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About toestrap

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  • Birthday 01/01/1991

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  1. toestrap

    Team NYYC

    There's plenty of prepreg in Auckland between Core, Southern, Hall, YDL, and the other teams. just a matter of asking really nicely if they will delay their orders and reallocate stock.
  2. toestrap

    Team NYYC

    Nonsense, if it takes 9 months to make a baby, 9 women can make a baby in 1 month. Same principle for boat builders.
  3. toestrap

    What is the best heel/pitch angle?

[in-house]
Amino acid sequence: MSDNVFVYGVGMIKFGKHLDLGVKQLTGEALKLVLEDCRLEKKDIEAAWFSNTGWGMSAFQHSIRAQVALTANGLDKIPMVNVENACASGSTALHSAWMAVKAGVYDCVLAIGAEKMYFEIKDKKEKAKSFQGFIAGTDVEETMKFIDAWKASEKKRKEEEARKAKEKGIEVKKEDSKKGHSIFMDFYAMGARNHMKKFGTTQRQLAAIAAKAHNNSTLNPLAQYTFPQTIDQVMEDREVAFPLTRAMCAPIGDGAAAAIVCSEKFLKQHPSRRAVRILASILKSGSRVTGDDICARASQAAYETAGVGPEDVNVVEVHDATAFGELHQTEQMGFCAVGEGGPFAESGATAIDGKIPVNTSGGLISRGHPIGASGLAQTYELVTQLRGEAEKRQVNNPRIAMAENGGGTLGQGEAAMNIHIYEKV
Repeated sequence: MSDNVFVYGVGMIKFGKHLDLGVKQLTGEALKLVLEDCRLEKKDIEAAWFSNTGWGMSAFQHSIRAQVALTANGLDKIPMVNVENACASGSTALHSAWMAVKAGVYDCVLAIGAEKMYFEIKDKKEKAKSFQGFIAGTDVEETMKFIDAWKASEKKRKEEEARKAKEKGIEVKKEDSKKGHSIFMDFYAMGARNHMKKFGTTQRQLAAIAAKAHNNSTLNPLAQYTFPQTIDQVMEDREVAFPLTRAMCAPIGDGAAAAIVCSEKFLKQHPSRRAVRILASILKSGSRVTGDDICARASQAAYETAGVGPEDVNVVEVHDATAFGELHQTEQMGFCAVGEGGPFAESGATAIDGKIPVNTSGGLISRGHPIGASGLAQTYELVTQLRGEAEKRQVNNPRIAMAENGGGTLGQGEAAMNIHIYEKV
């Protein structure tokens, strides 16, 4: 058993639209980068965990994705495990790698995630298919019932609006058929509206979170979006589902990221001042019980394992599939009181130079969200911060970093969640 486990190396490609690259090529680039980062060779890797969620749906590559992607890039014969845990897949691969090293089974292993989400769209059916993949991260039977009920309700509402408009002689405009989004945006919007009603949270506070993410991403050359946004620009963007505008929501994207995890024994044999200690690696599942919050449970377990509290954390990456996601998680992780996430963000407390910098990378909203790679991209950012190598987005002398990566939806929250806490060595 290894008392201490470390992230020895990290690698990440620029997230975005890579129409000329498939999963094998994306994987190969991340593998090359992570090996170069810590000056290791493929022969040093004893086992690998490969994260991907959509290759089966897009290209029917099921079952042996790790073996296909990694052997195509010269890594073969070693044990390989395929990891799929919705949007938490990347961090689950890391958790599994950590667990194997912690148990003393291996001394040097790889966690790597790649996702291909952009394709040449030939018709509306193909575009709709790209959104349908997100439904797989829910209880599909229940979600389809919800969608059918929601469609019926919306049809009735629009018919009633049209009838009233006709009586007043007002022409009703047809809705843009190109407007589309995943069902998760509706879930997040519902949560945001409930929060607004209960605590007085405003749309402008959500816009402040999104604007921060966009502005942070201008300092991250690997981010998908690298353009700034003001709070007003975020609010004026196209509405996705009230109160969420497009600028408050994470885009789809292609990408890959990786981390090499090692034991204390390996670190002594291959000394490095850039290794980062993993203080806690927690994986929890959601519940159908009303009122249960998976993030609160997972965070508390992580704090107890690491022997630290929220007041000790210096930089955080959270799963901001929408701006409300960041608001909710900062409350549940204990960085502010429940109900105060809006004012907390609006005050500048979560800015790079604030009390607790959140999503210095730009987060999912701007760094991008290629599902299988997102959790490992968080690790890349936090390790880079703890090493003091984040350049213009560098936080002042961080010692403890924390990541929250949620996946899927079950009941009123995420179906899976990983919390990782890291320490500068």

On a Benetau 411(12.5m), you can probably want it around 15° below ~7 knots boatspeed (Fn0.3-0.35) in the pursuit of minimising wetted surface area and viscous drag. Going more than this - say 20°, you can start introducing resistance from the rudder and keel broaching the water surface. You also have diminishing returns as what you gain in boatspeed you loose in leeway angle as your appendages become less efficient, so i think 15° is safe and beneficial, but feel free to disagree - it wont suit all boats. Any faster than 7 knots and wetted surface area is no longer a primary concern, so get the boat flat so your appendages work as efficiently as possible and your waterline is as symmetrical as possible - ie. the flatter the better. In answer to your real question. Yes there is a scientific way to do this, however, not without some parameters that are pretty difficult to measure by hand. Even then, the easy equations for resistance are based on tow tank testing and calculating where you are on a spectrum of towed model data. This paper-> The Influence of Heel on the Bare Hull Resistance of a Sailing yacht. is pretty good example of that, but unless you're up to speed with terminology of design ratio's(BwL/Tc=waterline beam/bare-hull draft), you'll probably find it more greek than sailing. I haven't touched on appendages at heel and weather helm, but you can look into those as major factors in optimum heel too.